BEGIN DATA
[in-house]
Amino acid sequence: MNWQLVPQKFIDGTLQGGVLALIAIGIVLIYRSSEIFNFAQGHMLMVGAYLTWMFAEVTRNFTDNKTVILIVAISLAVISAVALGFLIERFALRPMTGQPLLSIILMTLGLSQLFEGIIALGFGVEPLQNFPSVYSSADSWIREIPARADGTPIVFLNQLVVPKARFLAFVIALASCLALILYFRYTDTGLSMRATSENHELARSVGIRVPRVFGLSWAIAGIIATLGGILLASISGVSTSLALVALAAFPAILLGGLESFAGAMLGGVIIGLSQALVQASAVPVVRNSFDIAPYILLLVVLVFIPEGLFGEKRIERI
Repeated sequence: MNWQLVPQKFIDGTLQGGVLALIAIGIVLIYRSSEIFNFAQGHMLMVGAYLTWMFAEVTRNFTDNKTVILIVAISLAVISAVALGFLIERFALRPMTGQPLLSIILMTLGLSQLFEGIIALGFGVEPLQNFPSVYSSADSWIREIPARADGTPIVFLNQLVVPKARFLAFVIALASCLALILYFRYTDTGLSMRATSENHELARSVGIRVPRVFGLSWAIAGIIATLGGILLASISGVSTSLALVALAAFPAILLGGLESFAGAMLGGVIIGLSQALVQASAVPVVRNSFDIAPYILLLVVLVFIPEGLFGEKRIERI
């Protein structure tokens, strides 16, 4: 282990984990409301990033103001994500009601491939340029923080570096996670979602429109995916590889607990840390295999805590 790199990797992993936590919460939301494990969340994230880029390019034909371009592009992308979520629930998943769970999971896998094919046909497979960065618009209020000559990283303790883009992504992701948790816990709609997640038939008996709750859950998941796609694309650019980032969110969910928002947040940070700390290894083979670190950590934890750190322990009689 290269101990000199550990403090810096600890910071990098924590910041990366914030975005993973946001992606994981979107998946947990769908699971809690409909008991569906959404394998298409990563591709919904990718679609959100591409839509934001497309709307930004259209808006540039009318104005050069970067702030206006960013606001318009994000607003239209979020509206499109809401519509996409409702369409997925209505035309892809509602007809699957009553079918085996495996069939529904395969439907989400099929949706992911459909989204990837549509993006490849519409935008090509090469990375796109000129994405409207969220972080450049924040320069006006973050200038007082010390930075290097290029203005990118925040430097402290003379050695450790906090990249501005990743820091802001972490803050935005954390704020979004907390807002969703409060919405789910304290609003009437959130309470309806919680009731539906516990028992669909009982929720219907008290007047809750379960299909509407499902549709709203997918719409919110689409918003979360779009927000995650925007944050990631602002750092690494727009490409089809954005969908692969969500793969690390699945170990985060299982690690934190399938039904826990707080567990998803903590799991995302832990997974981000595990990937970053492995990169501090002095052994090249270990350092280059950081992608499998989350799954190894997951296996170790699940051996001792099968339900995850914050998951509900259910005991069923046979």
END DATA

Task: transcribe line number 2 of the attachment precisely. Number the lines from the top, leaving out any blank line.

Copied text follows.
Amino acid sequence: MNWQLVPQKFIDGTLQGGVLALIAIGIVLIYRSSEIFNFAQGHMLMVGAYLTWMFAEVTRNFTDNKTVILIVAISLAVISAVALGFLIERFALRPMTGQPLLSIILMTLGLSQLFEGIIALGFGVEPLQNFPSVYSSADSWIREIPARADGTPIVFLNQLVVPKARFLAFVIALASCLALILYFRYTDTGLSMRATSENHELARSVGIRVPRVFGLSWAIAGIIATLGGILLASISGVSTSLALVALAAFPAILLGGLESFAGAMLGGVIIGLSQALVQASAVPVVRNSFDIAPYILLLVVLVFIPEGLFGEKRIERI